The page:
Setting Up Your Unmet Social Needs Programs for 2023
In April 2022, CMS proposed three (3) new social determinants of health measures that will go into effect in January 2023. Identifying unmet social needs will not only be a hospital priority but a community priority and a patient priority as well.
Maternal health takes center stage within these new CMS recommendations. I encourage you to review the proposed policies and get to know them. They are coming to a hospital near you in 2023.
In April 2022, CMS proposed three (3) new social determinants of health measures that will go into effect in January 2023. Identifying unmet social needs is a critical component of inpatient care, but it goes beyond that. Identifying unmet social needs will not only be a hospital priority but a community priority and a patient priority as well.
One of the CMS pillars within this new Health Equity Measure is for hospitals to attest that Health Equity is a strategic priority. Many of us in population health and data science focus in on the racial and ethnic disparities within maternal health, as we should. The disparities found that impact Black and African American women are wholly unacceptable, and efforts must be made to achieve birth outcome equity.
Health disparities as a concept must embrace the multitudes of inequity that exist within healthcare today. And many of those exist due to implicit bias that wanders its way, whether intentionally or unintentionally, into patient care.
Think about the patients that you come into contact with in maternal care. When you admit a patient, and you begin asking personal questions, how do you think patients feel? How would you feel? Now, imagine you have significant unmet social needs, and are being asked probing questions…
Now think about being asked questions about your home situation. Are you homeless? Do you have reliable transportation? Or the last time you missed a utility bill? Or missed a day’s worth of meals because you couldn’t afford food? Or if you feel safe at home? Or if you have a disability you would like to disclose?
Do you think women, do you think patients, feel comfortable answering these questions? Do you think there is fear of disclosing a need such as homelessness with a new baby? Or food insecurity?
Kristin Tully and colleagues at the University of North Carolina Chapel-Hill published an outstanding paper, Screening and Referral for Social Determinants of Health: Maternity Patient and Health Care Team Perspectives, that every healthcare team member should read. I’ll offer a few key takeaways:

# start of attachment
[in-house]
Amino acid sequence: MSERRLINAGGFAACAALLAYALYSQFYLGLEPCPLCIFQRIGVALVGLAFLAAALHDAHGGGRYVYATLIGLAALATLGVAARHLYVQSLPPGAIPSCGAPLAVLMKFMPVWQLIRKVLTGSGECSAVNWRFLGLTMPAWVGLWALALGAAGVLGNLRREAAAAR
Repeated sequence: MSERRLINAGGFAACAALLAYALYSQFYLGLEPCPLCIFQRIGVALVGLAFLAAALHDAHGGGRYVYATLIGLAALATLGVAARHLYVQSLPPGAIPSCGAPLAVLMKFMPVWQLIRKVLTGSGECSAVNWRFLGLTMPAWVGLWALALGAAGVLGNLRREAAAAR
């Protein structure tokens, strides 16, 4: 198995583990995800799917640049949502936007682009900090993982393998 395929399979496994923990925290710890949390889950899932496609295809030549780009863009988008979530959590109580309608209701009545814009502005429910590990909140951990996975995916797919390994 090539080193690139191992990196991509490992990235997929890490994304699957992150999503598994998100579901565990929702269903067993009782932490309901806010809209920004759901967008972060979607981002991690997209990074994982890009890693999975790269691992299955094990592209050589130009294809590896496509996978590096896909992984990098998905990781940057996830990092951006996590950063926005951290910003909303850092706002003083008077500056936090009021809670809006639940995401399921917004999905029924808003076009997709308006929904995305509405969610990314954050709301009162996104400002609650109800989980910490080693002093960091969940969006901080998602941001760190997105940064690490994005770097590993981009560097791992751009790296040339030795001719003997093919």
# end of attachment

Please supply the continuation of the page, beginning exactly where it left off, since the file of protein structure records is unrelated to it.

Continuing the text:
- Patients that participated in interviews wanted to know how their data would be used, how it would be stored, and who would see it. Do you and our care teams have answers to those questions?
- Could those same disclosures create situations whereby a parent was considered “unfit” based on answers to those questions?
- Have you included your Patient Advisory Teams on your Health Equity Strategic Plan? Have you included patient advocates on developing your unmet social needs strategy? If not, you have missed a critical partner in the development of your program.
One of the requirements of the new CMS Health Equity Measure is that hospitals are partnering with community organizations to better support patients and their families for unmet social needs. If you have not yet partnered with your community organizations, or have established a plan to do so, you are falling far behind. These community organizations can be outstanding sources of truth and experience in providing support to patients and families. Perinatal Quality Collaboratives are excellent resources for gathering information on key patient advocates and community resources.
NPIC is committed to supporting hospitals across the United States in creating and launching their Health Equity Strategic Plan. If you are seeking a way forward, NPIC can help. Feel free to reach out to Elizabeth.Rochin@npic.org, or email@example.com.